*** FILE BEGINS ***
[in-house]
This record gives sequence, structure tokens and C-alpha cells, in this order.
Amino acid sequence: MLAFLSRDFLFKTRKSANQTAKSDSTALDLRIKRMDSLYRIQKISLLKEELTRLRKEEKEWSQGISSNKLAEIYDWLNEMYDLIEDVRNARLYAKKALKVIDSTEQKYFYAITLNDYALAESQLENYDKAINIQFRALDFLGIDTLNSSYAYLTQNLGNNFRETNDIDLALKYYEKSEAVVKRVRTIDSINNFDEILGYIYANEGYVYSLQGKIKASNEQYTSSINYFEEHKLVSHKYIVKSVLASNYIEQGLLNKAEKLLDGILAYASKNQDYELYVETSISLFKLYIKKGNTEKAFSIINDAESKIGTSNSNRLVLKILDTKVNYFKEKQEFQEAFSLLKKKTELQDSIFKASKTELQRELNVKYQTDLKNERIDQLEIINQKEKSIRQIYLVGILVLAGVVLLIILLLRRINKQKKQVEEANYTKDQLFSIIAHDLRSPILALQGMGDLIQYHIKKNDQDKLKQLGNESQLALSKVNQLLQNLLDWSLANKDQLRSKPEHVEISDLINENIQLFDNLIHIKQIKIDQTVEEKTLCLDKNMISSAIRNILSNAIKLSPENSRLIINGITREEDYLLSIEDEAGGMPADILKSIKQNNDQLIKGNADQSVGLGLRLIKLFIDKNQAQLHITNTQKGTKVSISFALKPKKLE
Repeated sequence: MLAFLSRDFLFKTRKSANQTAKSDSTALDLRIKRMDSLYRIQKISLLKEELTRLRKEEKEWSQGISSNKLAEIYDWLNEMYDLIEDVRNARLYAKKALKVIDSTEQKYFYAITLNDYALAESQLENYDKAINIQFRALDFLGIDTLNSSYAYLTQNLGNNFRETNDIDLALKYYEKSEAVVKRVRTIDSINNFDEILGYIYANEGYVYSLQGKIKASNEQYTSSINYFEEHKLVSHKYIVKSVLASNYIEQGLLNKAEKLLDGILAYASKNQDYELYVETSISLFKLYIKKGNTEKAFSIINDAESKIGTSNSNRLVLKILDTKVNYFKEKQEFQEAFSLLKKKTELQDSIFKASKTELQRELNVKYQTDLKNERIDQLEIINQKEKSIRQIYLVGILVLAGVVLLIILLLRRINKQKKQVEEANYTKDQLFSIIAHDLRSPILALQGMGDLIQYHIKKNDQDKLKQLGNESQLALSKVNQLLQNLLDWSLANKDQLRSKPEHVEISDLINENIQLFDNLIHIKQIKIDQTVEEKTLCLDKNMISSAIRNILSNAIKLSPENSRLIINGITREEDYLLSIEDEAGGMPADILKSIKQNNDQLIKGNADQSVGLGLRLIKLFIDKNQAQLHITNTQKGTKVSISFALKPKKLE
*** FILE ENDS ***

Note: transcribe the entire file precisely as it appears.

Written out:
[in-house]
This record gives sequence, structure tokens and C-alpha cells, in this order.
Amino acid sequence: MLAFLSRDFLFKTRKSANQTAKSDSTALDLRIKRMDSLYRIQKISLLKEELTRLRKEEKEWSQGISSNKLAEIYDWLNEMYDLIEDVRNARLYAKKALKVIDSTEQKYFYAITLNDYALAESQLENYDKAINIQFRALDFLGIDTLNSSYAYLTQNLGNNFRETNDIDLALKYYEKSEAVVKRVRTIDSINNFDEILGYIYANEGYVYSLQGKIKASNEQYTSSINYFEEHKLVSHKYIVKSVLASNYIEQGLLNKAEKLLDGILAYASKNQDYELYVETSISLFKLYIKKGNTEKAFSIINDAESKIGTSNSNRLVLKILDTKVNYFKEKQEFQEAFSLLKKKTELQDSIFKASKTELQRELNVKYQTDLKNERIDQLEIINQKEKSIRQIYLVGILVLAGVVLLIILLLRRINKQKKQVEEANYTKDQLFSIIAHDLRSPILALQGMGDLIQYHIKKNDQDKLKQLGNESQLALSKVNQLLQNLLDWSLANKDQLRSKPEHVEISDLINENIQLFDNLIHIKQIKIDQTVEEKTLCLDKNMISSAIRNILSNAIKLSPENSRLIINGITREEDYLLSIEDEAGGMPADILKSIKQNNDQLIKGNADQSVGLGLRLIKLFIDKNQAQLHITNTQKGTKVSISFALKPKKLE
Repeated sequence: MLAFLSRDFLFKTRKSANQTAKSDSTALDLRIKRMDSLYRIQKISLLKEELTRLRKEEKEWSQGISSNKLAEIYDWLNEMYDLIEDVRNARLYAKKALKVIDSTEQKYFYAITLNDYALAESQLENYDKAINIQFRALDFLGIDTLNSSYAYLTQNLGNNFRETNDIDLALKYYEKSEAVVKRVRTIDSINNFDEILGYIYANEGYVYSLQGKIKASNEQYTSSINYFEEHKLVSHKYIVKSVLASNYIEQGLLNKAEKLLDGILAYASKNQDYELYVETSISLFKLYIKKGNTEKAFSIINDAESKIGTSNSNRLVLKILDTKVNYFKEKQEFQEAFSLLKKKTELQDSIFKASKTELQRELNVKYQTDLKNERIDQLEIINQKEKSIRQIYLVGILVLAGVVLLIILLLRRINKQKKQVEEANYTKDQLFSIIAHDLRSPILALQGMGDLIQYHIKKNDQDKLKQLGNESQLALSKVNQLLQNLLDWSLANKDQLRSKPEHVEISDLINENIQLFDNLIHIKQIKIDQTVEEKTLCLDKNMISSAIRNILSNAIKLSPENSRLIINGITREEDYLLSIEDEAGGMPADILKSIKQNNDQLIKGNADQSVGLGLRLIKLFIDKNQAQLHITNTQKGTKVSISFALKPKKLE